For example, an attribute has two sources on the network: participant A and participant B. Other participants register the attribute through GARP. If the attribute is deleted from participant A, participant A sends a Leave message to other participants. After receiving the Leave message, participant B sends a Join message to other participants because the attribute still exists on participant B. After receiving the Join message from participant B, other participants retain the attribute. Other participants deregister the attribute only if they do not receive any Join message of the attribute within a period longer than two times the Join timer value. Therefore, the Leave timer value must be greater than two times the Join timer value.

    Each port maintains an independent Leave timer.

  • LeaveAll timer

    When a GARP participant starts, it starts the LeaveAll timer. When the LeaveAll timer expires, the participant sends a LeaveAll message and restarts the LeaveAll timer.

    After receiving a LeaveAll message, a participant restarts all GARP timers. The participant sends another LeaveAll message when its LeaveAll timer expires. This reduces LeaveAll messages sent in a period of time.

    If LeaveAll timers of multiple devices expire at the same time, they send LeaveAll messages at the same time, which causes unnecessary LeaveAll messages. To solve this problem, each device uses a random value between the LeaveAll timer value and 1.5 times the LeaveAll timer value as its LeaveAll timer value. When a LeaveAll event occurs, all attributes on the entire network are deregistered. The LeaveAll event affects the entire network; therefore, you need to set the LeaveAll timer to a proper value, at least greater than the Leave timer value.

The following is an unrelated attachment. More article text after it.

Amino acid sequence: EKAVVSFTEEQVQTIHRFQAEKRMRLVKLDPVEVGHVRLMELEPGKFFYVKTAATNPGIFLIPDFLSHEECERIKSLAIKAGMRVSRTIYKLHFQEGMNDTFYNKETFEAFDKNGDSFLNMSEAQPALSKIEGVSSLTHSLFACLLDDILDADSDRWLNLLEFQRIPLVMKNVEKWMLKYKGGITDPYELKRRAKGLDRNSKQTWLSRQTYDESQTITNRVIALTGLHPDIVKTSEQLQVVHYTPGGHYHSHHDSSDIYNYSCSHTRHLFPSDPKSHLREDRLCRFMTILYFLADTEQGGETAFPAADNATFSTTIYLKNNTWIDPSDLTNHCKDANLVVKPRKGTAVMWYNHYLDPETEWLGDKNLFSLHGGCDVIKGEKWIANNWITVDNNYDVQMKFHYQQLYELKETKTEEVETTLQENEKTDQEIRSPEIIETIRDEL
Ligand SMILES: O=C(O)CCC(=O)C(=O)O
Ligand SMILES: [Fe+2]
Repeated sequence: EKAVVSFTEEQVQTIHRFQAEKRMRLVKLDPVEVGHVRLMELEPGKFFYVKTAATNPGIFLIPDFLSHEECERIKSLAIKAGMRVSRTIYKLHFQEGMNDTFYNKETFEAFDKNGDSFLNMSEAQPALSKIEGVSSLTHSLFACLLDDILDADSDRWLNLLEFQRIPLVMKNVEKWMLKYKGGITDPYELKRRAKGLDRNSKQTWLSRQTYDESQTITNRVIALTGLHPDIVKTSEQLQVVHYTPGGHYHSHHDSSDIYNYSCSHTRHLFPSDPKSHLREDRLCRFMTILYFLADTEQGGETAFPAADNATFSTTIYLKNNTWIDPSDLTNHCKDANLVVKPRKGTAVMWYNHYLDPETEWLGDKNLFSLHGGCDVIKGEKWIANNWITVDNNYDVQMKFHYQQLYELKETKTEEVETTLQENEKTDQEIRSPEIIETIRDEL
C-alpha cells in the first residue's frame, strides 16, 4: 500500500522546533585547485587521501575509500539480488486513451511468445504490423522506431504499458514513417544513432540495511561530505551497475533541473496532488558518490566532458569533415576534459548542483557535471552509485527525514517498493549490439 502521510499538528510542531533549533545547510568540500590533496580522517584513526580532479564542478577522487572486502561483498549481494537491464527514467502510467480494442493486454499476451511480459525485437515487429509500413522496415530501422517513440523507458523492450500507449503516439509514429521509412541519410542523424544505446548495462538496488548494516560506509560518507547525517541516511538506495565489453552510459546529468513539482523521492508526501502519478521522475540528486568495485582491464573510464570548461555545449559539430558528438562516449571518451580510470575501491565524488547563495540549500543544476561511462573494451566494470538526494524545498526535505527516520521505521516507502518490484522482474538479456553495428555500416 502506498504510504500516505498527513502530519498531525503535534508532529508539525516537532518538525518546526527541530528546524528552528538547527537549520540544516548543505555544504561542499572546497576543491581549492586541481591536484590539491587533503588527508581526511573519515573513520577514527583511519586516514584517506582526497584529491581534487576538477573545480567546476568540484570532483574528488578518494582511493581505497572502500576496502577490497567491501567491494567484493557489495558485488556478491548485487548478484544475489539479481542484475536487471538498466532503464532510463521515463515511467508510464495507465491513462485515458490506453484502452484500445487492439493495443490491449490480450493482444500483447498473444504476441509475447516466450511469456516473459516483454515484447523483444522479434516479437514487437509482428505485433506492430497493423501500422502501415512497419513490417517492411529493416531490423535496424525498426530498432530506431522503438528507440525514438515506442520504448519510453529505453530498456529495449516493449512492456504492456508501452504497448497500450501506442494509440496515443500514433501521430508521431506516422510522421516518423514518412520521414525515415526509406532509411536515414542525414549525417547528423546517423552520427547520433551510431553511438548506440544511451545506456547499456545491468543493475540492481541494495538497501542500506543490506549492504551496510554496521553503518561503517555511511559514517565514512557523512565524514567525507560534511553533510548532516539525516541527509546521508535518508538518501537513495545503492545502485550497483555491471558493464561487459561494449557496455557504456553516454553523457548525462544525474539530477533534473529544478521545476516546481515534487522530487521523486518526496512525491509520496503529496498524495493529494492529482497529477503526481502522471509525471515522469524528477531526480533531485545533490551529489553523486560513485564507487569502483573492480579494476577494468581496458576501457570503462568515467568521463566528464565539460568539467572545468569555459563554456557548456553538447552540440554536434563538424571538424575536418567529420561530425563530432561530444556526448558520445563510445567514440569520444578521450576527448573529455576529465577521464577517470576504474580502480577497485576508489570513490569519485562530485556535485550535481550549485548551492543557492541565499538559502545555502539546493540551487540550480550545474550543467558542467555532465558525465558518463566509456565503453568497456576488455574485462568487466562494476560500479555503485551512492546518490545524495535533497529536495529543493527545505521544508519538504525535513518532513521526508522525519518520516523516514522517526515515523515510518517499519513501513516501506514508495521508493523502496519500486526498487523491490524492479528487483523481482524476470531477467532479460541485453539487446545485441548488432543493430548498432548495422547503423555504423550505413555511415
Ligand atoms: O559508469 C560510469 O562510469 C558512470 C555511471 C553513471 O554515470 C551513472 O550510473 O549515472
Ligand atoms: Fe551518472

Each device maintains a global LeaveAll timer.

Registration Modes

A manually configured VLAN is a static VLAN, and a VLAN created through GVRP is a dynamic VLAN. GVRP provides three registration modes. Static VLANs and dynamic VLANs are processed differently in each registration mode as follows:
  • Normal mode: Dynamic VLANs can be registered on a port, and the port can send declarations of static VLANs and dynamic VLANs.

  • Fixed mode: Dynamic VLANs cannot be registered on a port, and the port can send only declarations of static VLANs.

  • Forbidden mode: Dynamic VLANs cannot be registered on a port. All VLANs except VLAN 1 are deleted from the port, and the port can send only the declaration of VLAN 1.

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Updated: 2019-05-25

Document ID: EDOC1000097279